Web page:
I’m settling well in my fixed-term post of Teaching Fellow in Film and Visual Culture. The teaching load is heavy, the days will be manic, and I’m raring to get cracking. We’re covering some great material with which I am very comfortable, and am becoming happily reacquainted with Deleuze’s Cinema texts. The PhD has done something to my brain, reading Deleuze gives me such joy now – what a difference from the frustrated grappling during the MA. Hopefully I can help my second year undergraduates get a decent grasp of him.
With only four full-time staff (including brand new short-term me), teaching for the department this semester, we are stretched, but shaping up to be a crack team. There will be little time for our own research endeavours. The commissioning editor for my monograph is happy for me to push my deadline back and make producing the manuscript my summer project. I have major revisions to do on an article that came back from peer review due in March. Considering I threw it together in less than a week and was unable to research it beyond what I had already put together for the conference paper from which it is derived, I’m pleased. Previous posts should explain why that time could not be found. The reviewers’ comments are fair and appreciated, and I hope will guide me towards producing a worthy piece of work. An issue that arises consistently is a lack of confidence and authority in the writing. This is likely indicative of my state of mind at the time of writing at the beginning of November (kick-starting an attempt to join @PhD2Published’s #acwrimo (academinc writing month) challenge, which for me failed miserably as I succumbed to the pressures of the part-time shop job that wasn’t so part-time. Then, I was at my lowest ebb, professionally, personally, and in wellbeing. So, if when feeling so down, I can produce an article showing potential and is worthwhile revising for resubmission, imagine what I can do when the mojo is back. The major revisions in this case are welcome and only to be taken positively. And they must be done, and done well.
Although I do have one article in the bag, it was not peer-reviewed, or revised, just printed, and not because it was a stellar piece of work. I don’t even think it holds the argument well. As an early career researcher (#ECR) – who happens to be a pretty good teacher, that much I am confident of – I need to get a peer-reviewed article in the current REF cycle to be in with a sliver of a chance of any further job applications so much as being looked at.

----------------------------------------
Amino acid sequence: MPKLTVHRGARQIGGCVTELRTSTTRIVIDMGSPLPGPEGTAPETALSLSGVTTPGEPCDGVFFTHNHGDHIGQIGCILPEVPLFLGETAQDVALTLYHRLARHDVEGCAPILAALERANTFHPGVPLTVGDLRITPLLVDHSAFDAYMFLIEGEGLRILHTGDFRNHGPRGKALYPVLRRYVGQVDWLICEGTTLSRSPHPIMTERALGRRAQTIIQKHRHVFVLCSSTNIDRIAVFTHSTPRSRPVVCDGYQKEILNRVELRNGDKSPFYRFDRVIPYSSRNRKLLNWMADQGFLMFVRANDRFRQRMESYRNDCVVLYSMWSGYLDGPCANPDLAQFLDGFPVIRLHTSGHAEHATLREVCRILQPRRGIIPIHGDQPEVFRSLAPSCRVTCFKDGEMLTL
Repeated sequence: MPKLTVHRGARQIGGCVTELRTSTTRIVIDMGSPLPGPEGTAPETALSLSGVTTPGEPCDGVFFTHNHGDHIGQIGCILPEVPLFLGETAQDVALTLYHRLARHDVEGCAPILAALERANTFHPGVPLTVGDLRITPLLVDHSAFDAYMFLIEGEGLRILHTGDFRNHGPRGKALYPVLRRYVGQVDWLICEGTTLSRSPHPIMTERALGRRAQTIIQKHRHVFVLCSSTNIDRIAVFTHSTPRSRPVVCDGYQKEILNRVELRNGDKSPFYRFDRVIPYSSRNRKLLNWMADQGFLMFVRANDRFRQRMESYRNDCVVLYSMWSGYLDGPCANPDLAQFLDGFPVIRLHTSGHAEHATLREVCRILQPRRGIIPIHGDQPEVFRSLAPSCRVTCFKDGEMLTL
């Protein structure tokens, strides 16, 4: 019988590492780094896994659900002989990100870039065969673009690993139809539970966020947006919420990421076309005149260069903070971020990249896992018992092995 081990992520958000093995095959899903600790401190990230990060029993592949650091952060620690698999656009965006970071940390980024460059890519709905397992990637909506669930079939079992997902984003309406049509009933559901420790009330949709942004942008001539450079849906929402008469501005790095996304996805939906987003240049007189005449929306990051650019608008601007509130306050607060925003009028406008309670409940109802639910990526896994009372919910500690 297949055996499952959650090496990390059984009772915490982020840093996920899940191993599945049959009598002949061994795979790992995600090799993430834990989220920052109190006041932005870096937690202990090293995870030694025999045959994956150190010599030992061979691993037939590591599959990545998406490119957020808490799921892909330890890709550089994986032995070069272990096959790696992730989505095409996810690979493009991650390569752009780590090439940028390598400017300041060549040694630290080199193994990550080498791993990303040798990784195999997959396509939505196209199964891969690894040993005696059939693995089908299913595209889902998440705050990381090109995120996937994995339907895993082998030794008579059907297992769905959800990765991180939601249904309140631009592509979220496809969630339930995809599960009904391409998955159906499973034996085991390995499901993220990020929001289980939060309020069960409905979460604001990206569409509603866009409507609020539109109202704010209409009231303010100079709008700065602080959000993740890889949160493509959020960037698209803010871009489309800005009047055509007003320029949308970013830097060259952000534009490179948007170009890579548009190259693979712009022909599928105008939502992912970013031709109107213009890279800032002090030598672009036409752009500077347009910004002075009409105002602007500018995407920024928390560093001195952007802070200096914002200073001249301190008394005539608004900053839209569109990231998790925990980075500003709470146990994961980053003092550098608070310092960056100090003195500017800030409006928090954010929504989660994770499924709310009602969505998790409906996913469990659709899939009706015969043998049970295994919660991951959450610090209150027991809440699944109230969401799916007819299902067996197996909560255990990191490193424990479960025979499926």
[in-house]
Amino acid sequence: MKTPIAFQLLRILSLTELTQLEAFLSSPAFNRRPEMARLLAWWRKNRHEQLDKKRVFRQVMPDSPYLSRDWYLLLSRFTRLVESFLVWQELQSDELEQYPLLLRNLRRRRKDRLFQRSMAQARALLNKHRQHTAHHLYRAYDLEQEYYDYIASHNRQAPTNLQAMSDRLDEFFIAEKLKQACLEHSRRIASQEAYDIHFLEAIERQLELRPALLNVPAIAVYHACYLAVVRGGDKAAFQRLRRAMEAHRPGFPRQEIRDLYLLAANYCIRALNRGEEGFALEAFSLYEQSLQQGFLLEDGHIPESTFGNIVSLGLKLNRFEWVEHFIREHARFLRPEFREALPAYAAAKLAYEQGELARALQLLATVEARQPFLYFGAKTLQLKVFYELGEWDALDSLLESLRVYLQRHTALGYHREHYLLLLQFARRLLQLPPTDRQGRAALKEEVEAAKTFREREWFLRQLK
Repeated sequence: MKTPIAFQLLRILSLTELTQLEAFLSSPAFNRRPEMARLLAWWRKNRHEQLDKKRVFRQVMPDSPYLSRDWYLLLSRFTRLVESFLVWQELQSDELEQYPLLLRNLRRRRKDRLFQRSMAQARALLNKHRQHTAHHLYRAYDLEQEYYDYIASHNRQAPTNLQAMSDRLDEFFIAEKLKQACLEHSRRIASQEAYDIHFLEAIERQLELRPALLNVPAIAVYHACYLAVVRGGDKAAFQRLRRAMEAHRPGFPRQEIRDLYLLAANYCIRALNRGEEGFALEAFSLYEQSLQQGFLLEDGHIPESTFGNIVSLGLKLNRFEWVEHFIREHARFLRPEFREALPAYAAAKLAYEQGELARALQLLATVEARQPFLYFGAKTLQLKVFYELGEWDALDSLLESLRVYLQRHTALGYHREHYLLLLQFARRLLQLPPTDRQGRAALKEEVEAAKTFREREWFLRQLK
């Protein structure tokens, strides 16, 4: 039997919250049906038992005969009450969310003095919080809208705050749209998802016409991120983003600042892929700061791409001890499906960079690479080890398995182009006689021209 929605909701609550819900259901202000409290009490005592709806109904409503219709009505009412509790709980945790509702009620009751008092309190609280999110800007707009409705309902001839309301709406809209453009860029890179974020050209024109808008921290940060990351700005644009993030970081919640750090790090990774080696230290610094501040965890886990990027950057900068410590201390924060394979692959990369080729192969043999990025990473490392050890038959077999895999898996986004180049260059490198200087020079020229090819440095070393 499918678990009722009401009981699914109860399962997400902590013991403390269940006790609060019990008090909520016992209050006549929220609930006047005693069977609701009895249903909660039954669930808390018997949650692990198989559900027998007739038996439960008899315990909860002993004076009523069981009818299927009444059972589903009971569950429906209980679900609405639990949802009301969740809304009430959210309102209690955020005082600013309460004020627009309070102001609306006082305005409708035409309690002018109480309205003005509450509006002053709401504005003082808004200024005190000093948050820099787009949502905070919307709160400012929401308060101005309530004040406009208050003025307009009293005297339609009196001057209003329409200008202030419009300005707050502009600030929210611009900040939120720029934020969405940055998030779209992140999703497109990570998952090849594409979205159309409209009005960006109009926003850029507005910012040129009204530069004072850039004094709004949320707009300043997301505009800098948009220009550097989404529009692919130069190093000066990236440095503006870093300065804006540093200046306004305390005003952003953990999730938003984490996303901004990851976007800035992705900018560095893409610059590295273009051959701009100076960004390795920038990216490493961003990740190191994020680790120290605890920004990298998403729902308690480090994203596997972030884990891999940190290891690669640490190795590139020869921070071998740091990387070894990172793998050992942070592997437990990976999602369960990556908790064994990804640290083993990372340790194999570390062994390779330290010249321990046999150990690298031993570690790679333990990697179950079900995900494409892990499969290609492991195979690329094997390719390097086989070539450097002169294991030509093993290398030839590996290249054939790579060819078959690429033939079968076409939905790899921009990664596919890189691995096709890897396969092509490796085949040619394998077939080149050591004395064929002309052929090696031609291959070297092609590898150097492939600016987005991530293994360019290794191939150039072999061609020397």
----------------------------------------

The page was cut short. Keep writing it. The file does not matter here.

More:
And then there’s the article which actually is a good piece of work out there somewhere in the ether. I revised and resubmitted it last summer without so much as an acknowledgement. I must chase it up in order to be free to submit it elsewhere. I worked too long and too hard on it with too much support from others to let it go.
Coming back to the monograph, it is something I am having great difficulty with on a decision-making level. I approached someone I know well professionally who is a prolific author of academic books. As I said to him, ‘You knock them out like Billy-o,’ at which he laughed and said, ‘That doesn’t mean they’re any good.’ This exchange has niggled at me since. Sure, perhaps he’s just being modest. I proofread one of his books for him and nothing otherwise crossed my mind. So what makes a ‘good’ monograph? How do I protect myself against scathing reviews of my meaningless drivel? I doubt I can. Apart from anything, that’s just how it is anyway. As it stands, holes can easily be poked in some arguments and lots of ‘why this?’ questions could be asked – I need to redress those weaknesses. My case studies are strong, though. I know that my critical analysis is intelligent and well written. Engagements with some others’ texts can be improved. My problem is this: in the UK if publishing monographs carries much less weight than articles in peer-reviewed 4/5 star international journals, why should I worry? Just knock it out and don’t look back. I’m young in this game after all. But it’s my baby coming to life, my first book, from years of hard, life-changing toil. I want it to be impressive. I want to be proud of it. Realistically, I have no time or funding to improve it any more than a huge edit and partial rewrite, and now want to hold it back until the next REF cycle anyway. My head is swimming and I have no choice but to stay resolved to the tasks at hand. Priorities are the job and the article corrections. Then making an enquiry about the other article as that is the work of minutes. The rest is a problem for June when I am jobless.